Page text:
The vast open space at the foot of Diamond Head Crater is always packed with action – from soccer and rugby games to family picnics and cultural festivals. At 170-acres, Kapiolani Park serves as a nice respite from urban Honolulu and a home to several island landmarks, including the Honolulu Zoo, Waikiki Aquarium and Waikiki War Memorial Natatorium.
A beautiful afternoon at Kapiolani Park, named after King David Kalakaua’s wife.
This is the park we see today. But underneath these once barren swamplands, a rich history exists. Listen carefully as the gentle trades carry the ghostly cheers of people rooting on prized race horses or the whistling commands of military generals. As the largest and oldest public park in Hawaii, Kapiolani Park has a past that not many know about.
During the late 1880s, horse racing had been a favorite sport for Hawaiian royalty, wealthy landowners and plantation workers. King David Kalakaua helped to establish a one-mile, oval horse racing track, complete with a grand stand and a clubhouse. The annual “Rosita Cup” had been the highlight of this social activity that took place every Kamehameha Day until the fad slowly diminished several years later.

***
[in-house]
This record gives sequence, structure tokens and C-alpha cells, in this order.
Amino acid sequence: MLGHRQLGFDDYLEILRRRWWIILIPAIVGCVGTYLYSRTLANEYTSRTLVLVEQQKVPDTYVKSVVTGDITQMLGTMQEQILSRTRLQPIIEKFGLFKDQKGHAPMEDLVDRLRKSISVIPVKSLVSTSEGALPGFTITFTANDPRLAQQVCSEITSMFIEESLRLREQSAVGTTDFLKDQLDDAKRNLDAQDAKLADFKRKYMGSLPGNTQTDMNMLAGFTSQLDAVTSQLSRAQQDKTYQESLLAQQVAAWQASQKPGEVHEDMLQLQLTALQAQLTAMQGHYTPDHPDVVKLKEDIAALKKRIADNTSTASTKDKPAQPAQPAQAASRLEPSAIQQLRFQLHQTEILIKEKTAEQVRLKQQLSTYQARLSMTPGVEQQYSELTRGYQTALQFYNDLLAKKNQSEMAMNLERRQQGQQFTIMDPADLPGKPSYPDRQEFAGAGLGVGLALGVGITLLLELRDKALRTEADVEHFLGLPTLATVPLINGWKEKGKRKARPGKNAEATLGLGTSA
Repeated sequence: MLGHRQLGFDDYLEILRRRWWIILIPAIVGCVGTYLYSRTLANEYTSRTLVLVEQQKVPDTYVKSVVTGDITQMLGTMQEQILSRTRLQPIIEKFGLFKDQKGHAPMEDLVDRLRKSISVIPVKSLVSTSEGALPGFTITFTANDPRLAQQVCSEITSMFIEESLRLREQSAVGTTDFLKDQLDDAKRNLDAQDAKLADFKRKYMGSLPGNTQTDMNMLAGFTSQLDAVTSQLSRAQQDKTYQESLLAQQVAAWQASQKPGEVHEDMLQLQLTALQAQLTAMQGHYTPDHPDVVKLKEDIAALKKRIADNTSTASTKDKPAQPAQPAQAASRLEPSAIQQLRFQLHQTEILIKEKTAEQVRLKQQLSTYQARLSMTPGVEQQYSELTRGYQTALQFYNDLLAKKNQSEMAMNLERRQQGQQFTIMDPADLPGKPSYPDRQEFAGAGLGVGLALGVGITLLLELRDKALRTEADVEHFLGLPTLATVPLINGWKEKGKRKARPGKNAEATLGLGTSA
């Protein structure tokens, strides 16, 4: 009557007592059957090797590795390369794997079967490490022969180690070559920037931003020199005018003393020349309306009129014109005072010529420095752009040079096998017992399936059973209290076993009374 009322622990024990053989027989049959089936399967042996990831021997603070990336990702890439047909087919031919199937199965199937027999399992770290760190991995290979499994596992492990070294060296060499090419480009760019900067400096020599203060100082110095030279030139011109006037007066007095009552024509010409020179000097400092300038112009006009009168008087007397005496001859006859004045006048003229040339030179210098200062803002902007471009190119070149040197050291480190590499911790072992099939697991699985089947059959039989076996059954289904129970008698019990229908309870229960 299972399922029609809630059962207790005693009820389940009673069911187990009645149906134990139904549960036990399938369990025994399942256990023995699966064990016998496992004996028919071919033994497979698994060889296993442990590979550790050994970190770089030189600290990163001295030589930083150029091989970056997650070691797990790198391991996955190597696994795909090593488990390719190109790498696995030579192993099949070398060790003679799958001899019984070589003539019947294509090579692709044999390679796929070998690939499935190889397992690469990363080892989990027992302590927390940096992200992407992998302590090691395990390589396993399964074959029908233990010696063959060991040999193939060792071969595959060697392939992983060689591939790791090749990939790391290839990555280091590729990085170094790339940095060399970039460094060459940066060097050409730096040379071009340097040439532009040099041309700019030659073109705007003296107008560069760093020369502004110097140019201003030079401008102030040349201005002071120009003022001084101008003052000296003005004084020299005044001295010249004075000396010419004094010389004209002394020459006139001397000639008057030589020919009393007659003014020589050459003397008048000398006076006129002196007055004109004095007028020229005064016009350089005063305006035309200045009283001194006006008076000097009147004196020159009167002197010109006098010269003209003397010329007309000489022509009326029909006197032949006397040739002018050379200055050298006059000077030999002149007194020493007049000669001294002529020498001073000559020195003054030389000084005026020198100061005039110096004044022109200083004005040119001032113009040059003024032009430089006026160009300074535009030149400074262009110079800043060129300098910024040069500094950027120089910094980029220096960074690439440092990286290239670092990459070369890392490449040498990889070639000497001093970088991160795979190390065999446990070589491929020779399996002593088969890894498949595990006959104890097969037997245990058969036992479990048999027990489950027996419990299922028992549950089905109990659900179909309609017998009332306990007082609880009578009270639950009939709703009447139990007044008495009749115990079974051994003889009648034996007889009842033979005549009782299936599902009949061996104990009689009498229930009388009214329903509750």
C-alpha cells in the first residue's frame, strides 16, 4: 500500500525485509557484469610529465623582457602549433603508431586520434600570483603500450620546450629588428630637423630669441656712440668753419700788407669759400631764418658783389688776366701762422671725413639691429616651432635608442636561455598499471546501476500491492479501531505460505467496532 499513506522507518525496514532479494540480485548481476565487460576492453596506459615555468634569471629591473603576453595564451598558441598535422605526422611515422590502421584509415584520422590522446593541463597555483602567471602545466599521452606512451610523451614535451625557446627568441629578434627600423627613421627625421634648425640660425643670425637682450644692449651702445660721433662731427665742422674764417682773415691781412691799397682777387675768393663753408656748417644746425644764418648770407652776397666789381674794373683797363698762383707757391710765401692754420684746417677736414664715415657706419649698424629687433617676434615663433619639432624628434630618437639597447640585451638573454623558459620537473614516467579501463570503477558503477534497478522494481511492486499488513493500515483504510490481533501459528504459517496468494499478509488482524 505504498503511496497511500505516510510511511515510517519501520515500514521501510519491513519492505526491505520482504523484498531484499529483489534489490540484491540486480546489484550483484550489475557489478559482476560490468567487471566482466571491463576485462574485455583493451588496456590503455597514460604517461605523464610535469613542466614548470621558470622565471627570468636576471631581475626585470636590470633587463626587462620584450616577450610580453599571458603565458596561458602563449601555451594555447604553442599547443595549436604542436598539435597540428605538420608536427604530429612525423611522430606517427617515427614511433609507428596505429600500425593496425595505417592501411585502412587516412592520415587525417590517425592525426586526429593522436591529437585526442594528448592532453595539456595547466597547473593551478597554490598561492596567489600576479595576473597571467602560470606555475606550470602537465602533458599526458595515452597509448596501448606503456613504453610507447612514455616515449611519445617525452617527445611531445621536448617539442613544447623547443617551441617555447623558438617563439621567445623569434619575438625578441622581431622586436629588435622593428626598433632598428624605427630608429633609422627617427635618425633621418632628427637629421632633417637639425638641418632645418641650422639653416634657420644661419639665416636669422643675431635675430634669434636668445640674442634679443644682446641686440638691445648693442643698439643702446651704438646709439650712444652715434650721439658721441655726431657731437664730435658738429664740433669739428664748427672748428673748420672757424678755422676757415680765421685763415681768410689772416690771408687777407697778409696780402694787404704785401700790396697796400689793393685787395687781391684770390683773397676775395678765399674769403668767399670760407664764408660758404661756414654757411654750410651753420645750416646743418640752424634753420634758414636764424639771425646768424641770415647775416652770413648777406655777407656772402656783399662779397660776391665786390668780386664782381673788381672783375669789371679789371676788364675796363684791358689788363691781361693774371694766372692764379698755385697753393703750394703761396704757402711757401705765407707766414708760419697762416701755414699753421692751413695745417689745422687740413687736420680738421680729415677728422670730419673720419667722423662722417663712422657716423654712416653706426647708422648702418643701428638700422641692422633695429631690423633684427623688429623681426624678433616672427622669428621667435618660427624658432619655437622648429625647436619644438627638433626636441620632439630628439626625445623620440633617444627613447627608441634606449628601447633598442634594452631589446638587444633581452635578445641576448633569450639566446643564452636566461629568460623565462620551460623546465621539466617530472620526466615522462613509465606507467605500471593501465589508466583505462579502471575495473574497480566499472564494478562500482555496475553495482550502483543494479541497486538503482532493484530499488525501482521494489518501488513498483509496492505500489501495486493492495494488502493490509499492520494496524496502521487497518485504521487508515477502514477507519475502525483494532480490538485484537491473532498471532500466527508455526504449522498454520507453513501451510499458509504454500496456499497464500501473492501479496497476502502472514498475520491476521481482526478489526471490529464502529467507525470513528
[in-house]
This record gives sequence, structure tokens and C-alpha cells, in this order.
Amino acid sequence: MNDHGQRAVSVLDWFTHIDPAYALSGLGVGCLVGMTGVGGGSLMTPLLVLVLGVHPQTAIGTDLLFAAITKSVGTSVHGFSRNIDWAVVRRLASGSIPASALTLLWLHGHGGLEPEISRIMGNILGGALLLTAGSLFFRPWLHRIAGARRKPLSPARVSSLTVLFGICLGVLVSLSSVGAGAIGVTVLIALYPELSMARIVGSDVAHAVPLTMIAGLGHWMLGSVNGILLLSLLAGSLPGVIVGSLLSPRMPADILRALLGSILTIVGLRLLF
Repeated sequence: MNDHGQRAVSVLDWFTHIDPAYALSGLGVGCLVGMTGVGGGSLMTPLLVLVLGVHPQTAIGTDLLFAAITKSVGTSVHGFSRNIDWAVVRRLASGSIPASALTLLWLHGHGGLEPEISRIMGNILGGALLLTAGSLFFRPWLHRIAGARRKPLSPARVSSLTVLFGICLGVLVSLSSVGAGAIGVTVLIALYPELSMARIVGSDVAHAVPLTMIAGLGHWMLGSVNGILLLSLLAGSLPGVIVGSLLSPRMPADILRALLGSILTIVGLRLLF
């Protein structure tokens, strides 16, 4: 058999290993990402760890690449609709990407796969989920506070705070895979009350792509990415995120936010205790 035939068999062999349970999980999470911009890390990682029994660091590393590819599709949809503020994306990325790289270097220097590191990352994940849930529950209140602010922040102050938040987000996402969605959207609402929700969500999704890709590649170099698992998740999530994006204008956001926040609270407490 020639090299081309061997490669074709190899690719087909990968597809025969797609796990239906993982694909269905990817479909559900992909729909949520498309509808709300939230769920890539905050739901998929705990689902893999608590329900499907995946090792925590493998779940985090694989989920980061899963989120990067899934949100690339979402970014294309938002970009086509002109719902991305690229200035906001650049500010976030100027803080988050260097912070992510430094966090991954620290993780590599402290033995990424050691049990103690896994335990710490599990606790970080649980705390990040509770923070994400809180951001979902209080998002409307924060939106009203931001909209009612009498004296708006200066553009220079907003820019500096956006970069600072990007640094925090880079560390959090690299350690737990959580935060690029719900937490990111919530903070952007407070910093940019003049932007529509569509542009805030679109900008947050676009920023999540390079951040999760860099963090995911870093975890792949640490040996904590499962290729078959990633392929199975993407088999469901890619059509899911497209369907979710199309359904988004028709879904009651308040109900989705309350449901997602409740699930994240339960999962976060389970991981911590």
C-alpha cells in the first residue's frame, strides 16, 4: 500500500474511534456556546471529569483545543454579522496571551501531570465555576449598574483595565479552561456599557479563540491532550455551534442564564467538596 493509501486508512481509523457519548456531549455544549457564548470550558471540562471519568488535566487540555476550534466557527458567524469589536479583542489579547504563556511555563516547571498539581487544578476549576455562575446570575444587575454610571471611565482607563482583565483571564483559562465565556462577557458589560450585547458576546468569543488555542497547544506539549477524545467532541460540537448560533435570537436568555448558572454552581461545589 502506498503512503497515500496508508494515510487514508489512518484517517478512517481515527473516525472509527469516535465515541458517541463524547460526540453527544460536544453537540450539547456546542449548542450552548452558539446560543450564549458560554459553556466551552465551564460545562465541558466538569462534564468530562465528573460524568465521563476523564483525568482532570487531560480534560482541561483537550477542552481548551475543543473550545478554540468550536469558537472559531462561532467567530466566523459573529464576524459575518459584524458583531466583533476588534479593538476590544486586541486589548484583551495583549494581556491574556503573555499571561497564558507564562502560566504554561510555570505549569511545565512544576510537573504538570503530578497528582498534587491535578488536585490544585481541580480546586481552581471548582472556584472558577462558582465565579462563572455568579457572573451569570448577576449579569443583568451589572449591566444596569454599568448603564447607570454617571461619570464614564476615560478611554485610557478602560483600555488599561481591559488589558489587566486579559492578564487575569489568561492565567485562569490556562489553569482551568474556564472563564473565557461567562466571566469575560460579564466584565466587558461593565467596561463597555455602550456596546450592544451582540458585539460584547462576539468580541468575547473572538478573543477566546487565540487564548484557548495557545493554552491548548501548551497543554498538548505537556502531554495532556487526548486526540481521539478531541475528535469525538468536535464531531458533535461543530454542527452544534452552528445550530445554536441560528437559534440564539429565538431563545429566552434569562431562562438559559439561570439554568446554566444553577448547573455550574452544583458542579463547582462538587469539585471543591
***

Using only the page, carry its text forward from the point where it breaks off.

The U.S. military occupied a section of the park during the late 1800s in what was called Camp Otis and Camp McKinley. This provided a platform for locals to sell their goods to troops, which did so well that they eventually established the park’s first public food concession. Think of it as one of the first real “farmers’ markets” in the islands. But not for long; the federal government evicted the camps and fined them $3,000 for park damages.
The Waikiki War Memorial and Natatorium is also part of Kapiolani Park.
With race horses and military establishments a part of the past, Kapiolani Park soon evolved into what it is today. Its perimeter’s extended to include oceanfront land, becoming a popular beach park in no time. It seemed to be an uphill trend from there, with the establishment of the zoo, then the natatorium as an athletic facility for saltwater swimming competitions and lastly, the construction of the Waikiki Shell (where musical talent perform and ukulele master Jake Shimabukuro made his first attempt to break a world record).
Now, when you stroll through Kapiolani Park or take in its vastness from atop the Diamond Head hike, imagine the multiple hats it wore centuries ago before sporting its current one as a favorite island gathering place.
KAPIOLANI PARK • 2805 Monsarrat Ave., Honolulu, HI 966815
Source: Kapiolani Park Preservation Society